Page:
And any woman who says that tichels fall off and wigs cover more either doesn’t know how to wear a tichel properly or is making a poor excuse. Maybe both. I feel that not only is a wig completely untznius’dik, it is very deceitful. Maybe you can explain it to me.

A tichel-wearing LA girl

 

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We encourage women and men of all ages to send in their personal stories via email to  rachel@jewishpress.com  or by mail to Rachel/Chronicles, c/o The Jewish Press, 4915 16th Ave., Brooklyn, N.Y. 11204. If you wish to make a contribution and help agunot, your tax-deductible donation should be sent to The Jewish Press Foundation. Please make sure to specify that it is to help agunot, as the foundation supports many worthwhile causes.

No Place Like Home

Wednesday, April 21st, 2010

Last month, I took a quick, five-day trip to the Unites States to visit my grandfather at the Miami Jewish Home and Hospital, an assisted living facility in North Miami Beach where he is (hopefully) recovering from several strokes. While I was pleasantly surprised by the generosity shown to my grandfather by complete strangers (staff members and volunteers) and the extreme emotions exhibited by our family’s usually unflappable patriarch, I was simply stunned by my own feelings toward the “Old Country.”

Though I was born, raised and spent some of the happiest times of my life in the U.S., something felt unnatural about my return.

As my flight from Tel Aviv touched down in Newark International Airport, a quick pit stop before I resumed my journey to Miami, I stretched my legs, took a glimpse out the window and felt nothing.

I was not emotional about being back within driving distance of my old New York City neighborhood, and I did not yet feel pangs of homesickness for my Israeli life. I just went through the motions and followed my fellow passengers out of the plane and into the arrivals terminal. It was normal. After all, I had made this trip more times than I could remember. But as I wended my way through the airport, Newark’s industrial parks came into full view through the terminal’s massive windows and I shuddered. My body actually shook from head to toe.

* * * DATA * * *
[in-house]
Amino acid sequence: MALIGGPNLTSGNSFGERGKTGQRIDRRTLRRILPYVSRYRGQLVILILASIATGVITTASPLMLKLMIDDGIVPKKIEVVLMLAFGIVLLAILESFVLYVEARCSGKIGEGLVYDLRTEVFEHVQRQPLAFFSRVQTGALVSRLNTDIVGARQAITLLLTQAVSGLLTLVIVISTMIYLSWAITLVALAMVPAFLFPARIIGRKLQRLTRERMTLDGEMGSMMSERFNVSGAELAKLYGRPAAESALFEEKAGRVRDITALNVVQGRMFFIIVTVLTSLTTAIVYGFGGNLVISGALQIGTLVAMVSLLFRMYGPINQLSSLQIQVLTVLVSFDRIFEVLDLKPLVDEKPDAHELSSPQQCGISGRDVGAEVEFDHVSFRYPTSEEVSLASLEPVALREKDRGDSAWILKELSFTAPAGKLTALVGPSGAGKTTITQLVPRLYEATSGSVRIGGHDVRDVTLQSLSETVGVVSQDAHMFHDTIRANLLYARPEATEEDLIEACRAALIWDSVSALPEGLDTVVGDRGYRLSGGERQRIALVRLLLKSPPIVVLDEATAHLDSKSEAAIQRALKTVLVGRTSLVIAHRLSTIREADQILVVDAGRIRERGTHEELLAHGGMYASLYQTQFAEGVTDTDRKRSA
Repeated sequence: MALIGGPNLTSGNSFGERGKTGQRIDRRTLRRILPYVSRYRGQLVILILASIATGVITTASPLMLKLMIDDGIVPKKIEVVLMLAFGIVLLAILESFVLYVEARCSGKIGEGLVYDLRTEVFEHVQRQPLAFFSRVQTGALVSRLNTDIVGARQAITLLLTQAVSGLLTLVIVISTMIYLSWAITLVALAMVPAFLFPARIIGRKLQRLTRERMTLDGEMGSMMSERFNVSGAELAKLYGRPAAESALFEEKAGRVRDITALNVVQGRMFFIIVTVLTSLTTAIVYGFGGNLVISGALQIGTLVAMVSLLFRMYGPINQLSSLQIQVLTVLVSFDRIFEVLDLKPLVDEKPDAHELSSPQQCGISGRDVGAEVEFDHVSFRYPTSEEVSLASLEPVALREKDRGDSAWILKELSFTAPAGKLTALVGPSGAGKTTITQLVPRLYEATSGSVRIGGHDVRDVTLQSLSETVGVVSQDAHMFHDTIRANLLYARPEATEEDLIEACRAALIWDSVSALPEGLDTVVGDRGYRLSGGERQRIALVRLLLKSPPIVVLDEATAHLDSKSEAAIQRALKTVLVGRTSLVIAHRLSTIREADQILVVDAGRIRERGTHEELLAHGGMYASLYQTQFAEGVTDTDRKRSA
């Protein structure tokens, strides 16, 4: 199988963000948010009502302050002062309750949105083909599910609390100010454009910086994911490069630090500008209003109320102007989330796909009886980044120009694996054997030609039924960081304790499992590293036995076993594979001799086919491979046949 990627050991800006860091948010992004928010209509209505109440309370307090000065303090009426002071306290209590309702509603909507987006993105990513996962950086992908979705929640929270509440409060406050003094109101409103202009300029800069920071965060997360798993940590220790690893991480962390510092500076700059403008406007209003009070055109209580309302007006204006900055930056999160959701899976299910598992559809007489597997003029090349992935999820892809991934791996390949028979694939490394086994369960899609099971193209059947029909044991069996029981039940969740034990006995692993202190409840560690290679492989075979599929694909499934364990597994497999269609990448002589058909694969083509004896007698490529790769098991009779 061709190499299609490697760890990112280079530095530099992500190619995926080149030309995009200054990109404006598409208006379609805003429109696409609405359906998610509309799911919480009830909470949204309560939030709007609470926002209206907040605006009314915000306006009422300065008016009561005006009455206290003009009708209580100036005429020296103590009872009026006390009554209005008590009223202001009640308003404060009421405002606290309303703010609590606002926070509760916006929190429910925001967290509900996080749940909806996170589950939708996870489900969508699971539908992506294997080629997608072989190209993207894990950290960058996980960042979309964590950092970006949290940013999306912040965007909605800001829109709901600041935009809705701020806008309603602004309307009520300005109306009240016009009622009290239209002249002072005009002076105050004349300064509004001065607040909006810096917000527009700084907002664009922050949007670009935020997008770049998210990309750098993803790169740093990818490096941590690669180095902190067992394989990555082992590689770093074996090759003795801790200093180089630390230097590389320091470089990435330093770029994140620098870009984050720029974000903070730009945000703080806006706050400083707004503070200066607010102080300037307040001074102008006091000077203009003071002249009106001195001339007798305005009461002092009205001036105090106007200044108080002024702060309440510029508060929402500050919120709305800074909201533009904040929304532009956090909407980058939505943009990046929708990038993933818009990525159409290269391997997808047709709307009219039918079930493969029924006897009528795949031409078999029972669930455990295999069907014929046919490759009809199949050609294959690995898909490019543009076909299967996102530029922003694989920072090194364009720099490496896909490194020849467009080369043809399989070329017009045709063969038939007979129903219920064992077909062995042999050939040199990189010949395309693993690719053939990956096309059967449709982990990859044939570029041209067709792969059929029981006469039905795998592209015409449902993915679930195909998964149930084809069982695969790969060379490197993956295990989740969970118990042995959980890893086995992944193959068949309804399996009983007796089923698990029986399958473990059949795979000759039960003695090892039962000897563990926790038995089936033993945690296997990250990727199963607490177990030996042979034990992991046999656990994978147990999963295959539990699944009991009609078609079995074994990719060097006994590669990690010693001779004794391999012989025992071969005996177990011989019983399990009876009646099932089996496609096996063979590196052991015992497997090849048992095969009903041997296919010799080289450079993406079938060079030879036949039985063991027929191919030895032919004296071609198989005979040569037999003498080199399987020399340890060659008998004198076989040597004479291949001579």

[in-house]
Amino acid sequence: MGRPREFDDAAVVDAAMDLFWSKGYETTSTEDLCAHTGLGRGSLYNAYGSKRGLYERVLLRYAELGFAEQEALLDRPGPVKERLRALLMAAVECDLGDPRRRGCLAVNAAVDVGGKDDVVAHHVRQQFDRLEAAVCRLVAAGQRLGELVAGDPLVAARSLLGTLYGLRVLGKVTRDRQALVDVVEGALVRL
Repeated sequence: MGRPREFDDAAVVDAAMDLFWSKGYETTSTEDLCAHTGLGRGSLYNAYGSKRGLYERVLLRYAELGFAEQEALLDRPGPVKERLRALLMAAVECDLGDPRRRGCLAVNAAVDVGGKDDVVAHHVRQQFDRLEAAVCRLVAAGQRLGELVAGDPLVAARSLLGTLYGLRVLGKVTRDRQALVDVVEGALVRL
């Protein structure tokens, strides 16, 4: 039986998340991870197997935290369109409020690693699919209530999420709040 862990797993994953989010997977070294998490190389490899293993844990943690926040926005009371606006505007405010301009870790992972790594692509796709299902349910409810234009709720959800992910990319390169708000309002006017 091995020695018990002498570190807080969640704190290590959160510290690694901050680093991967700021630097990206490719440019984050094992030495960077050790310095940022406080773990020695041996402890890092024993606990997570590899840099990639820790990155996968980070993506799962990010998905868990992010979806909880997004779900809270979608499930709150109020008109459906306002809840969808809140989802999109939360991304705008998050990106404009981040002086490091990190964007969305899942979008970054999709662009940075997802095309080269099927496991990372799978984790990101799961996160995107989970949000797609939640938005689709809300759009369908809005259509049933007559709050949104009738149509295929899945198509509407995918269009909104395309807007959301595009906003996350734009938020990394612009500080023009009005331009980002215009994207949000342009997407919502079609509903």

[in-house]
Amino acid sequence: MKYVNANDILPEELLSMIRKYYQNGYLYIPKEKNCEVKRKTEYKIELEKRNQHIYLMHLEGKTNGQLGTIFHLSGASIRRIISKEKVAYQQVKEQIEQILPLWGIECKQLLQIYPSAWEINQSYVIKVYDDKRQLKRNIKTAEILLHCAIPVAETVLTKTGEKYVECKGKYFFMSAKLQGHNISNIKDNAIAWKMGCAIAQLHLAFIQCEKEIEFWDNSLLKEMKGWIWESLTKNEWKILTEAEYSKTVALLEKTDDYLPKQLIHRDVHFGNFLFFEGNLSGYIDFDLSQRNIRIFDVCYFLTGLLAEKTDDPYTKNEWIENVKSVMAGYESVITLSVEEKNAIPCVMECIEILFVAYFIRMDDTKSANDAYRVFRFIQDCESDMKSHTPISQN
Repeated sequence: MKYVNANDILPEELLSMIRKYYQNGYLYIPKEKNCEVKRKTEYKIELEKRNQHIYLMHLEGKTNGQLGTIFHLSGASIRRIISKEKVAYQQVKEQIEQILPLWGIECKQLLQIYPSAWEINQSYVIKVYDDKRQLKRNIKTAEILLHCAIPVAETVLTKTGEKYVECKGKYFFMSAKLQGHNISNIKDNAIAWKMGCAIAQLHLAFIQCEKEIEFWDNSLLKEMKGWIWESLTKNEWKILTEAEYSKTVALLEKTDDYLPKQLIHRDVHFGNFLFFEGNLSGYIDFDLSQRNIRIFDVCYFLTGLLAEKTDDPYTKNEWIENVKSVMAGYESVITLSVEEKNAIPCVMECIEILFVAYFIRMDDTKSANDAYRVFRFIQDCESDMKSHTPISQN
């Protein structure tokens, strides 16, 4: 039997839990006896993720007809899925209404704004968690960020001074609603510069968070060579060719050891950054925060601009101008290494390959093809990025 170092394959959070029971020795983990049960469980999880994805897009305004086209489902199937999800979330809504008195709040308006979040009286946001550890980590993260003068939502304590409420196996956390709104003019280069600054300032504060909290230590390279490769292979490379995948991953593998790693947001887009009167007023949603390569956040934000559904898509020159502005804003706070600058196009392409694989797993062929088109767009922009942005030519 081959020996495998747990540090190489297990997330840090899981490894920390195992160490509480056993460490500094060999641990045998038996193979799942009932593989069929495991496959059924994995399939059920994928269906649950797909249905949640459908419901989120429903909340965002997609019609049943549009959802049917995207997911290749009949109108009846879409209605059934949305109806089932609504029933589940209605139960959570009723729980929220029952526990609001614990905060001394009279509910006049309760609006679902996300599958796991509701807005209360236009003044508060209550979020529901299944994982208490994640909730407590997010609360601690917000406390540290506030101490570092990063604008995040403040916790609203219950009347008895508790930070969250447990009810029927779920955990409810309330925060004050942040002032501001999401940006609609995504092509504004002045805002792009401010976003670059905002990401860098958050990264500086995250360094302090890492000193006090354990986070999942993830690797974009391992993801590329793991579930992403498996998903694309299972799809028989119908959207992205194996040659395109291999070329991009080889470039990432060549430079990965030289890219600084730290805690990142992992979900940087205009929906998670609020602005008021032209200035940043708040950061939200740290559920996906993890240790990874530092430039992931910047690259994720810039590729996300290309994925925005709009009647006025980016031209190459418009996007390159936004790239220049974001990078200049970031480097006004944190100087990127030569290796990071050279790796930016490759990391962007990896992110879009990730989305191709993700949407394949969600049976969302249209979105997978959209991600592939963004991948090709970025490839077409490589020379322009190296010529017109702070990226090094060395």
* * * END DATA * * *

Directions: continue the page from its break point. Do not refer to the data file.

While I’m fairly certain that viewing the Newark skyline triggers violent reactions in most well adjusted individuals, it was clear that there was more to my response than an aversion to New Jersey’s infamous pollutants. But it wasn’t until I returned home to Israel that I realized what had occurred: I had actually been “rewired” in the 18 months since our young family made aliyah, and I sparked and sputtered in response to what was now a foreign frequency. My Zionist body had blown a fuse.

Because I spent most of my time in America by my grandfather’s side, my interactions with other human beings were kept to a minimum. Still, my brief encounters with taxi drivers, cashiers, airport security officers, flight attendants and other travelers made me uneasy. Not because I thought they harbored any ill will toward me. Rather, I always caught them stopping mid-sentence to stare at my big knit kippah and ponder why I chose to be so different.

No, it wasn’t paranoia. They were looking — just as they always had. I was simply no longer accustomed to it.

In the same vein, the abundant English-language signage in the airports and on the roadways, coupled with a complete lack of kosher dining options just about everywhere I went, made me feel uncomfortable and unwelcome. Not because those were the intentions of the American businesses that commissioned those signs and chose to open non-kosher establishments, but because I just wasn’t used to it anymore.

What I discovered was that, for a Jew, living in Israel means allowing yourself to feel comfortable in your own skin. By its definition, Israeli nationalism, or “Zionism,” means identifying with (and, if necessary, defending) the Land of Israel as the historical birthplace and spiritual, religious, and cultural soul of the Jewish people as well as the sovereign Jewish national homeland.